I am normally not the type of person to make others uncomfortable. It feels wrong to me to make others feel bad about themselves. So, I try to make small changes in my own quiet ways. Usually by writing, and yes, I totally realize the irony in that statement. But for me, writing is a small way to have my voice heard.
Right now, however, I’m feeling helpless and worthless because there are terrible things going on the world over. And so, I feel it necessary to speak up now despite whatever backlash happens because I can’t take the negative impact anymore. It’s more than time we sort out the problems we are facing and help fix them instead of sitting quietly and letting things continue to happen.
Even if standing up and speaking makes me shake as if I’m experiencing an internal earthquake.
Even if my heart is racing and my blood is pounding in my ears and tears spring to my eyes.
Because I don’t want to be afraid to walk out my front door and think that somewhere someone who hates white skin is going to hurt me or my children. I don’t want to be afraid that someone is going to accuse me of being racist only because I’m white without finding out what my actual beliefs are. Especially when they have no idea that my family is part Cherokee; my Irish heritage happens to be physically more present.
I am the quintessential physical embodiment of a white woman. I have skin so fair you can trace my veins to my heart. I burn within minutes of being in the sun. My natural hair is blonde. A dirty blonde, but still, very blonde. I was white-headed (called a cotton-top) when I was a little girl and it was so white you could see I had dark roots. And I’m as blue-eyed as they come. Like all of us I did not ask to be born this way. But I was, and I’ve had to live with it all of my life. Even if I wanted my skin to be darker when I was younger because I hated being so pale. I wanted to have dark hair because I didn’t like being blonde because my family (the one I grew up in) were not blonde. I was different and I was treated differently because of it.
But I was not a quintessential white woman. I may have been blonde but was never a cheerleader or part of the popular crowd. I was the book nerd, the girl who wore glasses and whom most people thought would become a librarian. I wrote poetry and was smart. But I was quiet and tried to stay out of the center of attention because I was shy.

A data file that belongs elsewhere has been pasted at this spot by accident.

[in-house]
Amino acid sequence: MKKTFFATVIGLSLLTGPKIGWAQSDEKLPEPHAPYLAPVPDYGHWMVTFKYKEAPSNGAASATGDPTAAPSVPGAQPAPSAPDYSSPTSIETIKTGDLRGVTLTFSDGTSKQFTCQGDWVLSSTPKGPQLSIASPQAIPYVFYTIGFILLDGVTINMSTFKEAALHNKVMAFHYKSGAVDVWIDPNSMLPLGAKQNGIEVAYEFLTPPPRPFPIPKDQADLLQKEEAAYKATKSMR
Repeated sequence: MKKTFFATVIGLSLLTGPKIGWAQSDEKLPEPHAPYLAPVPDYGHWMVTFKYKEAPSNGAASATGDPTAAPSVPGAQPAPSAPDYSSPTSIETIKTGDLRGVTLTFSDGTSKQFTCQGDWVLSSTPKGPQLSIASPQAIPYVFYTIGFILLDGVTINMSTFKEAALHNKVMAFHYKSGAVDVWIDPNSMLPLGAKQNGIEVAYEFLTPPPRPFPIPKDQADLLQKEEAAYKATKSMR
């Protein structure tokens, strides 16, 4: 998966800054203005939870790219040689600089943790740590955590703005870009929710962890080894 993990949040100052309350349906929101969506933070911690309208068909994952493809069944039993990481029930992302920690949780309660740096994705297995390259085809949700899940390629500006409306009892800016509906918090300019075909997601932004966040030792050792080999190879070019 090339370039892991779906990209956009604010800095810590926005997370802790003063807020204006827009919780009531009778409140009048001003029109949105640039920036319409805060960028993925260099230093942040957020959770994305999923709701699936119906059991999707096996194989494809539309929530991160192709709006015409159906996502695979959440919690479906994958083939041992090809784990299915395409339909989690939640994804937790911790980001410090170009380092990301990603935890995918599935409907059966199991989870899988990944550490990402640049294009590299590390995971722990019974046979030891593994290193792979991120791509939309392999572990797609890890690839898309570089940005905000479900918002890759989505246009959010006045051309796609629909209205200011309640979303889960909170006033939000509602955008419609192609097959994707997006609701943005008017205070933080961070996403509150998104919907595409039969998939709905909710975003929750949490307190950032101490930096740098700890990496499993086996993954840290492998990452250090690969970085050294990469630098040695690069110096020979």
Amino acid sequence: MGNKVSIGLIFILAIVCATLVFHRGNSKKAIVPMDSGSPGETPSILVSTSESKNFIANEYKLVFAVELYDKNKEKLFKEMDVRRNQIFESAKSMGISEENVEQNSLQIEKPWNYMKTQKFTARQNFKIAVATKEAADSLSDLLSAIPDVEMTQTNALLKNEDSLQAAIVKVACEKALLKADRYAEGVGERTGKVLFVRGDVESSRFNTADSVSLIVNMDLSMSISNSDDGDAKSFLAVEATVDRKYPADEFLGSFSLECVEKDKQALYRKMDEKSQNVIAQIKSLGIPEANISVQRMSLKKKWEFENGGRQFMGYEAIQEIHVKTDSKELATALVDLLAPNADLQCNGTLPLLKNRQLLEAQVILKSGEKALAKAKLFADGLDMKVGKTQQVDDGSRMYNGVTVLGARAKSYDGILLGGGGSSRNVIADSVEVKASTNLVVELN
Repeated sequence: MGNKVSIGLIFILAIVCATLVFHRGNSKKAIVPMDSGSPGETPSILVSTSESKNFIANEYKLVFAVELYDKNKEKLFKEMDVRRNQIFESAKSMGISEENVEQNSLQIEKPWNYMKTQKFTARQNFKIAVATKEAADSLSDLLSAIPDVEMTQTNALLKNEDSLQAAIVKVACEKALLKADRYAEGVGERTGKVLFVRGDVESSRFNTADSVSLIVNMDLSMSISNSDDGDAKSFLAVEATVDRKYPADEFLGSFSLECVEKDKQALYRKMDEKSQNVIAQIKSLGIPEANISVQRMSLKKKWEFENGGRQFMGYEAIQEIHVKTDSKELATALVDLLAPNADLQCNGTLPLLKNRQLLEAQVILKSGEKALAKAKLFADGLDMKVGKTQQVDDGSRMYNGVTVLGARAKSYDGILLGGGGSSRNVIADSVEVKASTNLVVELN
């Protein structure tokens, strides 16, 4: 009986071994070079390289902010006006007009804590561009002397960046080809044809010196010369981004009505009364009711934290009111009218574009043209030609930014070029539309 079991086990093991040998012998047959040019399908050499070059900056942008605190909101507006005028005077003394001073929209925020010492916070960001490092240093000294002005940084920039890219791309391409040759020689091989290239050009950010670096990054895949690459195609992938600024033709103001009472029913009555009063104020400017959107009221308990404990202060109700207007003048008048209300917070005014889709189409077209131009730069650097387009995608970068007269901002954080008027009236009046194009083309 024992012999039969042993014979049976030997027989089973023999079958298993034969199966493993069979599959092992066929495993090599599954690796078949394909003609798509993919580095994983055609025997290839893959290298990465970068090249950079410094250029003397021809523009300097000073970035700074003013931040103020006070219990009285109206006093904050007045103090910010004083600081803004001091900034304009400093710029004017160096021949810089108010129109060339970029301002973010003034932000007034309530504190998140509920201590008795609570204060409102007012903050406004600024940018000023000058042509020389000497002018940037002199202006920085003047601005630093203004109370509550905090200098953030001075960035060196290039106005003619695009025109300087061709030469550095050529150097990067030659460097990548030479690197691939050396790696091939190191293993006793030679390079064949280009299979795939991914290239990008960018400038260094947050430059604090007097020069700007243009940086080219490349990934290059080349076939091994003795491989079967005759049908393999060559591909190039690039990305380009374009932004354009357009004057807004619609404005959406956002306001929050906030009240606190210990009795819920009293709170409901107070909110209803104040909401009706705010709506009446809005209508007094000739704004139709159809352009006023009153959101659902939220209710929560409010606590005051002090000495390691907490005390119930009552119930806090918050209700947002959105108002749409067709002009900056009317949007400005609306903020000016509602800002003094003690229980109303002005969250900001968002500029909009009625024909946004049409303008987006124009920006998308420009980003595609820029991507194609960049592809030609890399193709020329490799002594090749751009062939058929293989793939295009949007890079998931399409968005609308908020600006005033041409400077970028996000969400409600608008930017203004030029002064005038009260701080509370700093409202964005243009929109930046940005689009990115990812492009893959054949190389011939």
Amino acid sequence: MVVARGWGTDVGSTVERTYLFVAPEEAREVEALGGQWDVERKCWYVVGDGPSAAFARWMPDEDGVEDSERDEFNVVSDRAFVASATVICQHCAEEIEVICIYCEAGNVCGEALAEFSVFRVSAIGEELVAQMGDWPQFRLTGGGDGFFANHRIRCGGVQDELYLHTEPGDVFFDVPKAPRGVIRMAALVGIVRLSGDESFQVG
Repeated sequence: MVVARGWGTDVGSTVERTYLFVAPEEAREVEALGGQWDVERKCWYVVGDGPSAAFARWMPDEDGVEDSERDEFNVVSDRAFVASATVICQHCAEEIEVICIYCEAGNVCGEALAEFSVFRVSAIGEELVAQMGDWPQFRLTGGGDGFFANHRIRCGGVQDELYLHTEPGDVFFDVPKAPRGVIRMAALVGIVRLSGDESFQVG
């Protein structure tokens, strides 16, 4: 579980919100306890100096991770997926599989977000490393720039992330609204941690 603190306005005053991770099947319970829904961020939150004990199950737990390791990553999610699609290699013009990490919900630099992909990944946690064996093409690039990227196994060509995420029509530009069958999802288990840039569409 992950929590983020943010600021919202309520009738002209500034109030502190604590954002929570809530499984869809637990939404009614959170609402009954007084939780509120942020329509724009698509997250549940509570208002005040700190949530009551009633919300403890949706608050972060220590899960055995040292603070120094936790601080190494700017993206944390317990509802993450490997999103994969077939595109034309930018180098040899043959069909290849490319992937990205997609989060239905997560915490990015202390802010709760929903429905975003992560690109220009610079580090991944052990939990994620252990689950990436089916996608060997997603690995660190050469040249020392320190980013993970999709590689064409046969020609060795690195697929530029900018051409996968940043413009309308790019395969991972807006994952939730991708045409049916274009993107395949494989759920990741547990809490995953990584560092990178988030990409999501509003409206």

I had friends and knew people of all different skin colors and cultures but the only thing I ever thought about them was that they were simply people. I never thought to call them anything other than their names. Carla, Abi, Yvonne and Yvette. Tony, Martha, and Angela. Their skin or features may have depicted them as black, Hispanic, mixed…but those things never mattered to me. I didn’t know what their religion was, or their sexual preferences. It didn’t matter to me. What did matter was in how they treated others. All of them I knew and can say were friends at some point.
The attacks on blacks, on police, on France, or Turkey…anywhere really…come down to one thing for me. The actions of a few are making people react to all, and that’s unacceptable. When we allow ourselves to react to how a select few are treating all people/groups, then we become a part of the problem. We must not allow ourselves to think and act like these individuals.
Not all blacks are criminals, nor are they going to hurt others. Most are trying to live their lives the same way everyone else has the right to do.
Not all police are bad cops; most are trying to do their jobs and keep the peace. Most are trying to help.
The sexual preferences of others are their own business as are other’s choice of what gender they want to be. No one has the right to take away their choices and their decisions. The right to an opinion does not grant the right to hurt others.
Do not assume to know someone’s story until you have talked to them personally. The people who put their story online for everyone to see still have the right to be respected, even if you disagree with them.
We all should have the same privileges in rights and equality as our neighbors, yet reality proves this is not true. It’s time to change that thinking but not with violence and hatred. Nothing good has ever been accomplished with killing others, hurting others, or declaring the genocide of a culture. Why haven’t we learned this yet?
Today I am writing for 1000Speak (1000 Voices Speak for Compassion). Our goal is to promote compassion on the 20th of each month. This month’s topic was compassion and courage. My goal was to finally speak up, to have the courage to give voice to the thoughts that have been on my mind and in my heart for weeks now. There is a growing negativity in the world lately, more so than normal. Hate, violence, terror, and those trying to distract from it all.
This civil unrest must stop. It’s time to come together and work for the good of all people. It’s time to begin building bridges and closing the gaps between us all. It’s time to wake the hell up and realize, this is it, this is the only life we have, and we leave an uncertain future to our children and grandchildren who will have to make reparations for what we are doing now.
If the only good I do is with my voice and my writing then I will give my all to that. I don’t want to be an echo.
It’s up to us.